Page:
At 6,814 feet, Pine Mountain is the highest point on the Verde River Rim, which slashes across this area from northeast to southwest. On the mountain's southeastern side the unmistakable steep and rocky Skeleton Ridge falls toward the Verde River, a National Wild & Scenic River. On the rim you'll find an "island" of tall ponderosa pine and Douglas fir surrounded by desert mountains and hot dry mesas covered in pinion and juniper, cut by rugged canyons. The rim overlooks the Verde River with fine views out across the desert. Despite scant water, wildlife abounds here on forested slopes and in the canyons, especially game animals. This area was first protected in the 1930s by the Forest Service the effects of over 80 years of protection are apparent to the careful observer. The processes of nature are unhindered here. Pine Mountain Wilderness straddles the boundary between Prescott and Tonto National Forests. Not far to the north lies Cedar Bench Wilderness. Backpackers will find plenty of solitude on the area's 37 miles of trails.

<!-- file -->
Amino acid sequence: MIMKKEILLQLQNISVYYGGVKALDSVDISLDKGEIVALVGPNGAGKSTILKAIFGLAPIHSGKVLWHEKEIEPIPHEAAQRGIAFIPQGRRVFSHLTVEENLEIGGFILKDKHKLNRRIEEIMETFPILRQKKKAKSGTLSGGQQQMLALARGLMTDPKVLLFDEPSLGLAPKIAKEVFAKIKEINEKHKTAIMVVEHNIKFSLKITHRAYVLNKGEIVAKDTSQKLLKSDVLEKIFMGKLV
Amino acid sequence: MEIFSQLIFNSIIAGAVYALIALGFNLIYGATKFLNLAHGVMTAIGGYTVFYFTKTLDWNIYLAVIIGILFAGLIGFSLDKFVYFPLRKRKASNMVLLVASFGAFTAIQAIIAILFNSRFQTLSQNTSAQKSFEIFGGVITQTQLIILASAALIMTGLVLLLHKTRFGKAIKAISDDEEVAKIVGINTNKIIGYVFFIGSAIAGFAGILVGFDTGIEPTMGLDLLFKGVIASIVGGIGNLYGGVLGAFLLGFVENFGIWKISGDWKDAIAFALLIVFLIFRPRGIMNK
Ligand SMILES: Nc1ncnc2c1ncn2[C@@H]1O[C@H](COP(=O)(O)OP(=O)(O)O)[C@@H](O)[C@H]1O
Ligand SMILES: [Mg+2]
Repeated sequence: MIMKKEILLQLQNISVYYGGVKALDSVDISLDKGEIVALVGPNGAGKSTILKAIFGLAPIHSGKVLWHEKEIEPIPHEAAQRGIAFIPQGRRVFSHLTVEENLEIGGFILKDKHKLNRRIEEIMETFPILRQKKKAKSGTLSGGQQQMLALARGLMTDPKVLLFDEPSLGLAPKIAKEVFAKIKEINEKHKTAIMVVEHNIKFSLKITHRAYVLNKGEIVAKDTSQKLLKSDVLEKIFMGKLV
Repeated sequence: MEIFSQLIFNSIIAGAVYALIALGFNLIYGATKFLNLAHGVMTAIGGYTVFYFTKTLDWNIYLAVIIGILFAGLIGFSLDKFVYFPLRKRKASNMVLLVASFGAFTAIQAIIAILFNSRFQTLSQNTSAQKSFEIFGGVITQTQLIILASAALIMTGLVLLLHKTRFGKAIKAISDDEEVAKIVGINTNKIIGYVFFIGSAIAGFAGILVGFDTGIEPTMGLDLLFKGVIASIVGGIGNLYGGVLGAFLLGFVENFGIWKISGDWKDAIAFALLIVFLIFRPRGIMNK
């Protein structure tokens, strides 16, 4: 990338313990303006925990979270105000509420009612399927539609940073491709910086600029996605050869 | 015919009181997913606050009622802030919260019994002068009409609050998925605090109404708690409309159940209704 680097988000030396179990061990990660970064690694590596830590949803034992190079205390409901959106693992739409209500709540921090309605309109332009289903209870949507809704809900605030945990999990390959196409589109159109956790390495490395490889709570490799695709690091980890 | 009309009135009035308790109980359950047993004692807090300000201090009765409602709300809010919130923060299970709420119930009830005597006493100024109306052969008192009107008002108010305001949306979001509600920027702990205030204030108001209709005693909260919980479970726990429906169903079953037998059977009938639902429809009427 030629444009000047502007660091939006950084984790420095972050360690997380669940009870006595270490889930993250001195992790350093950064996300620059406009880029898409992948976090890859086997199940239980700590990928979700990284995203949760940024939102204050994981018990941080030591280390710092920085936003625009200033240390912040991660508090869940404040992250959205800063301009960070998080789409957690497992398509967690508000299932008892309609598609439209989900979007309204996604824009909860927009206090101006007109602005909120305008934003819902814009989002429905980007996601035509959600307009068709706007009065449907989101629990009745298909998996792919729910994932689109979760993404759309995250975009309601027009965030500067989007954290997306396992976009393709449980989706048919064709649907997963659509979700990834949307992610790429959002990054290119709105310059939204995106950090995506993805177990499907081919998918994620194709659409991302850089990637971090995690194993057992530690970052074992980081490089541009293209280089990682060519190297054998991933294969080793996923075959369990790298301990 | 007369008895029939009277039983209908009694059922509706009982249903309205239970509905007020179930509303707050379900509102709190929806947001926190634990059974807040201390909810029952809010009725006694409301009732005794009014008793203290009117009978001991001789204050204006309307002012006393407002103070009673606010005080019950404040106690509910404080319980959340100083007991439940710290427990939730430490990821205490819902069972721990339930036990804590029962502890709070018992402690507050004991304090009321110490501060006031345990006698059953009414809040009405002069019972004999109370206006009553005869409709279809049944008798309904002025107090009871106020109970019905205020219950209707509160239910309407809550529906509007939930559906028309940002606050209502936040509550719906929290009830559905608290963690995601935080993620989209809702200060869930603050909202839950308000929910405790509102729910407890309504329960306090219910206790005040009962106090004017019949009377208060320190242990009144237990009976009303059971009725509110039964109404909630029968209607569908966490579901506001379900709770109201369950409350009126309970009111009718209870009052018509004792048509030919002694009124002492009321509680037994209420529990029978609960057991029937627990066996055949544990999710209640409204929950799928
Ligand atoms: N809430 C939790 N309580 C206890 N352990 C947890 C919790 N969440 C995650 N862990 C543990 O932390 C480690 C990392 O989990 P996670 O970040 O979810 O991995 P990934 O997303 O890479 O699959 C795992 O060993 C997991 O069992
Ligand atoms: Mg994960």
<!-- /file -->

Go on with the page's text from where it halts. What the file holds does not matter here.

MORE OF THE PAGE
Leave No Trace
How to follow the seven standard Leave No Trace principles differs in different parts of the country (desert vs. Rocky Mountains). Click on any of the principles listed below to learn more about how they apply in the Pine Mountain Wilderness.
Digital and paper maps are critical tools for wilderness visitors. Online maps can help you plan and prepare for your visit ahead of time. You can also carry digital maps with you on your GPS unit or other handheld GPS device. Having a paper map with you in the backcountry, as well as solid orienteering skills, however, ensures that you can still route-find in the event that your electronic device fails.
Motorized equipment and equipment used for mechanical transport is generally prohibited in all wilderness areas.
This includes the use of motor vehicles, motorboats, motorized equipment, bicycles, hang gliders, wagons, carts, portage wheels, and the landing of aircraft including helicopters.